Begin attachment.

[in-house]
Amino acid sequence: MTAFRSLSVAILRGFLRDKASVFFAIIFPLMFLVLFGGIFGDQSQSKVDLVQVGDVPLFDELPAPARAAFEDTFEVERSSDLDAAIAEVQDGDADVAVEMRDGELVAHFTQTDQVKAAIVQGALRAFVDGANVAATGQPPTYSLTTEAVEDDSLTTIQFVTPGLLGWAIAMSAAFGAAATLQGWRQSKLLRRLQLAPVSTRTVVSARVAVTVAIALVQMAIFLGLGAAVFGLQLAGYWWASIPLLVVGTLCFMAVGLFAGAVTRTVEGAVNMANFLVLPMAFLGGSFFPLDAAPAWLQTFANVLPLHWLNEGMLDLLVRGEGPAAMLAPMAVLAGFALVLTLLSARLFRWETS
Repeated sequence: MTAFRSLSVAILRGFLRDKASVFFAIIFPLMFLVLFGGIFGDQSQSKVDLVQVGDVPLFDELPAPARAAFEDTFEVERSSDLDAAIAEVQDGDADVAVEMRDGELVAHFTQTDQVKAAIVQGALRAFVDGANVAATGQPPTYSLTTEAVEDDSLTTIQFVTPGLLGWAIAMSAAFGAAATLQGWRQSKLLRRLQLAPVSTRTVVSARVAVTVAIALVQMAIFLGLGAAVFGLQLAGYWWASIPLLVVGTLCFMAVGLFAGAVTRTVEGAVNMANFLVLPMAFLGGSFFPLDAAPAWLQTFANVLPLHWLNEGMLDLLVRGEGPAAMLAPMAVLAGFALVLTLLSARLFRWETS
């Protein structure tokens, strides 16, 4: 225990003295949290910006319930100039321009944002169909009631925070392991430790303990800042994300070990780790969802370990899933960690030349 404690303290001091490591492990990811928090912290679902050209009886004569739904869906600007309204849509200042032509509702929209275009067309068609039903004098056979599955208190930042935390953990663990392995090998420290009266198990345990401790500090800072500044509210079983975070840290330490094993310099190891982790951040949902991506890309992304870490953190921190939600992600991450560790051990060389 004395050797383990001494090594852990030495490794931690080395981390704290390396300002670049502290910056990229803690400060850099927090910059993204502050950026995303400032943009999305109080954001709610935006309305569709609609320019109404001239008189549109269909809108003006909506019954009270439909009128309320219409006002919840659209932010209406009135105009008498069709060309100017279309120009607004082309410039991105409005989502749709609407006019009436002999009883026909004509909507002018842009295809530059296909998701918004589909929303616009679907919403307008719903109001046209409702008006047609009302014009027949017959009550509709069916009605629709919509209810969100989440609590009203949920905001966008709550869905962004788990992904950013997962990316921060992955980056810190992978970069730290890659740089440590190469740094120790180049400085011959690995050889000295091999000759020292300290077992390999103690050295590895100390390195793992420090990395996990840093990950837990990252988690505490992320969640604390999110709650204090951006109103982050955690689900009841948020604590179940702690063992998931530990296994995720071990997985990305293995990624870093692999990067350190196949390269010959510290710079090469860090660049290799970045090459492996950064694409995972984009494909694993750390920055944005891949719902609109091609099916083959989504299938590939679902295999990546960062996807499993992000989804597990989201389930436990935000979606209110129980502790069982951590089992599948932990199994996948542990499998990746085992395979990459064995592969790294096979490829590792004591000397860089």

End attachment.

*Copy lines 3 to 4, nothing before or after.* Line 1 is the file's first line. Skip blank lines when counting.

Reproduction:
Repeated sequence: MTAFRSLSVAILRGFLRDKASVFFAIIFPLMFLVLFGGIFGDQSQSKVDLVQVGDVPLFDELPAPARAAFEDTFEVERSSDLDAAIAEVQDGDADVAVEMRDGELVAHFTQTDQVKAAIVQGALRAFVDGANVAATGQPPTYSLTTEAVEDDSLTTIQFVTPGLLGWAIAMSAAFGAAATLQGWRQSKLLRRLQLAPVSTRTVVSARVAVTVAIALVQMAIFLGLGAAVFGLQLAGYWWASIPLLVVGTLCFMAVGLFAGAVTRTVEGAVNMANFLVLPMAFLGGSFFPLDAAPAWLQTFANVLPLHWLNEGMLDLLVRGEGPAAMLAPMAVLAGFALVLTLLSARLFRWETS
């Protein structure tokens, strides 16, 4: 225990003295949290910006319930100039321009944002169909009631925070392991430790303990800042994300070990780790969802370990899933960690030349 404690303290001091490591492990990811928090912290679902050209009886004569739904869906600007309204849509200042032509509702929209275009067309068609039903004098056979599955208190930042935390953990663990392995090998420290009266198990345990401790500090800072500044509210079983975070840290330490094993310099190891982790951040949902991506890309992304870490953190921190939600992600991450560790051990060389 004395050797383990001494090594852990030495490794931690080395981390704290390396300002670049502290910056990229803690400060850099927090910059993204502050950026995303400032943009999305109080954001709610935006309305569709609609320019109404001239008189549109269909809108003006909506019954009270439909009128309320219409006002919840659209932010209406009135105009008498069709060309100017279309120009607004082309410039991105409005989502749709609407006019009436002999009883026909004509909507002018842009295809530059296909998701918004589909929303616009679907919403307008719903109001046209409702008006047609009302014009027949017959009550509709069916009605629709919509209810969100989440609590009203949920905001966008709550869905962004788990992904950013997962990316921060992955980056810190992978970069730290890659740089440590190469740094120790180049400085011959690995050889000295091999000759020292300290077992390999103690050295590895100390390195793992420090990395996990840093990950837990990252988690505490992320969640604390999110709650204090951006109103982050955690689900009841948020604590179940702690063992998931530990296994995720071990997985990305293995990624870093692999990067350190196949390269010959510290710079090469860090660049290799970045090459492996950064694409995972984009494909694993750390920055944005891949719902609109091609099916083959989504299938590939679902295999990546960062996807499993992000989804597990989201389930436990935000979606209110129980502790069982951590089992599948932990199994996948542990499998990746085992395979990459064995592969790294096979490829590792004591000397860089």